May 26, 2012


[The IPs- indigenous nationalities (Adivasi Janajati) of Nepal officially comprise 8.4 million people, or 37.19% of the total population, although indigenous peoples’ organizations claim a larger figure of more than 50%. Even though they constitute a significant proportion of the population, throughout the history of Nepal indigenous peoples have been marginalized in terms of language, culture, and political and economic opportunities.

The 2001 census listed the population as belonging to 50 Hindu castes, 43 indigenous peoples, 2 Muslim groups, 4 religious groups and 3 unidentified groups. The census, however, failed to provide data on 16 indigenous nationalities as the Nepal government has legally recognized 59 indigenous nationalities under the National Foundation for Development of Indigenous Nationalities (NFDIN) Act of 2002. Controversial recommendations for a revision of the list have recently been made.

The 2007 Interim Constitution of Nepal focuses on promoting cultural diversity and talks about enhancing the skills, knowledge and rights of indigenous peoples. The indigenous peoples of Nepal are waiting to see how these intentions will be made concrete in the new constitution, which is in the process of being promulgated. In 2007, the Government of Nepal also ratified ILO Convention 169 on Indigenous and Tribal Peoples and voted in favour of the UN Declaration on the Rights of Indigenous Peoples (UNDRIP). The implementation of ILO Convention 169 is still wanting, however, and it is yet to be seen how the new constitution will bring national laws into line with the provisions of the ILO Convention and the UNDRIP.]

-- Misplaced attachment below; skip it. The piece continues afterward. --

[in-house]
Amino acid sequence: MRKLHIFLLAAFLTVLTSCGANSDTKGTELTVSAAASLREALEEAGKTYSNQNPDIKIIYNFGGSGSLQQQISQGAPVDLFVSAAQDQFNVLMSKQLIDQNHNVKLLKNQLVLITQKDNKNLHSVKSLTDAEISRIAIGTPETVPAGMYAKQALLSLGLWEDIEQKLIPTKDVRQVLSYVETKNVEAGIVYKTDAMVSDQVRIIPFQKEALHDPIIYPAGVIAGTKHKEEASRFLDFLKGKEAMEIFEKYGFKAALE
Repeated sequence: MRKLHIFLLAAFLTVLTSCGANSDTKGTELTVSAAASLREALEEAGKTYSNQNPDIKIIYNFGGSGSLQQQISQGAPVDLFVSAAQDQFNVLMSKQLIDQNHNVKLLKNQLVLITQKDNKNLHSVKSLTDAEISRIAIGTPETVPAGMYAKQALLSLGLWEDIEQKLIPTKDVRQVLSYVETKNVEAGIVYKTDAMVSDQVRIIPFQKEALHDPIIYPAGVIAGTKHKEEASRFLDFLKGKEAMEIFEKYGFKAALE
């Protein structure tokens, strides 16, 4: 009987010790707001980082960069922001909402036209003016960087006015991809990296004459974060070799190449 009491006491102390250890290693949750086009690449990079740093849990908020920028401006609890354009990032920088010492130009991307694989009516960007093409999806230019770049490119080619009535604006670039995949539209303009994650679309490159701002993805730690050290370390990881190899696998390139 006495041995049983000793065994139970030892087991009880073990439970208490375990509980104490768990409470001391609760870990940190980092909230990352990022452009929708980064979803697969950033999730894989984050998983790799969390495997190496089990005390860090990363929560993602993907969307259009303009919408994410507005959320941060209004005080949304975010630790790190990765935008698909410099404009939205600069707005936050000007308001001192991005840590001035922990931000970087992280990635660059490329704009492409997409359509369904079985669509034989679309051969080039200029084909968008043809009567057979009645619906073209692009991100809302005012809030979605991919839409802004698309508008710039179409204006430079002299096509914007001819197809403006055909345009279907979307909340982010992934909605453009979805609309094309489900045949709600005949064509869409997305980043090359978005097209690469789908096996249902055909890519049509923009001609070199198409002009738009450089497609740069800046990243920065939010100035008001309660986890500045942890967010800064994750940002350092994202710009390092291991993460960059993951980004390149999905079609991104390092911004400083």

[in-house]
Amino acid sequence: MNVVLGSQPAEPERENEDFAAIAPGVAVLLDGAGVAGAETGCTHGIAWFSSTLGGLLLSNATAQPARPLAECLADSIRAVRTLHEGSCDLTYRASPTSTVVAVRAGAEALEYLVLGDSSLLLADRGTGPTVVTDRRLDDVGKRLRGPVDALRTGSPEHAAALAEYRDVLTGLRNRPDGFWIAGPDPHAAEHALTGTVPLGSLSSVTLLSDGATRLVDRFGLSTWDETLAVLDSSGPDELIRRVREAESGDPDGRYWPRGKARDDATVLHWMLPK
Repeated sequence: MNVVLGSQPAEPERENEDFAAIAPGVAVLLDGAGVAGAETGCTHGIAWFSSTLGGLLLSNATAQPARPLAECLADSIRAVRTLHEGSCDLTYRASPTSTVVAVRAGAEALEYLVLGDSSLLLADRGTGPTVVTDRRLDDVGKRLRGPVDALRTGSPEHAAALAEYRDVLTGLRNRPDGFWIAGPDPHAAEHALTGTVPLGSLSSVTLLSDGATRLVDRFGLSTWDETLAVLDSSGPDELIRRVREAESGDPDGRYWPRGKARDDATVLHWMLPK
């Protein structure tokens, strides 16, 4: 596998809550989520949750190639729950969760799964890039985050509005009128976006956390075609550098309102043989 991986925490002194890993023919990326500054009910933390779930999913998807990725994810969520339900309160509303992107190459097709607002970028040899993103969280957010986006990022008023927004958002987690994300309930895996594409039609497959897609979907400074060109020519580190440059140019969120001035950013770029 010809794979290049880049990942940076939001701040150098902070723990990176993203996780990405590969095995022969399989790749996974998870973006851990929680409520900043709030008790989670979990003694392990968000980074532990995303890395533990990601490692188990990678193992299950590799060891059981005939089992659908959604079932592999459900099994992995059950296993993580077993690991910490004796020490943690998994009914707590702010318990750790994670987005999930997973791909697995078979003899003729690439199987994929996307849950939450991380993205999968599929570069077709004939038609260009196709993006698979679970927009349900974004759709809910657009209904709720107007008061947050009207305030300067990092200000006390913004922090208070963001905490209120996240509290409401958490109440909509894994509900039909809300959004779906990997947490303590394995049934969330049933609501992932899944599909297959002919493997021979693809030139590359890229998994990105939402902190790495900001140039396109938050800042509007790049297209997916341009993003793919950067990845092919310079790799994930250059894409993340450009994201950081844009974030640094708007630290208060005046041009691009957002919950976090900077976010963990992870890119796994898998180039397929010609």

By Krishna Bahadur Bhattachan PhD

Uphill battle to establish identity-based federalism

Young Magar  girls of  Gorkha Heramtari, Nepal,  line up
to welcome guests for  a local programme. Image Ekantipur
In 2010, the Committee on Restructuring of the State and Sharing of the State Powers (CRSSSP), one of ten thematic committees of the Constituent Assembly (CA) mandated to draft the constitution, recommended the formation of 14 provinces, 23 autonomous regions, and unspecified numbers of special and protective areas based on the primary criterion of identity and secondary criterion of ability, as agreed unanimously by all political parties represented in the CA (see The Indigenous World 2011). However, since then, political parties, including the Nepali Congress (NC) and the Communist Party of Nepal-Unified Marxist Leninist (CPN-UML), have been trying to undo these recommendations by giving primacy to ability, not identity.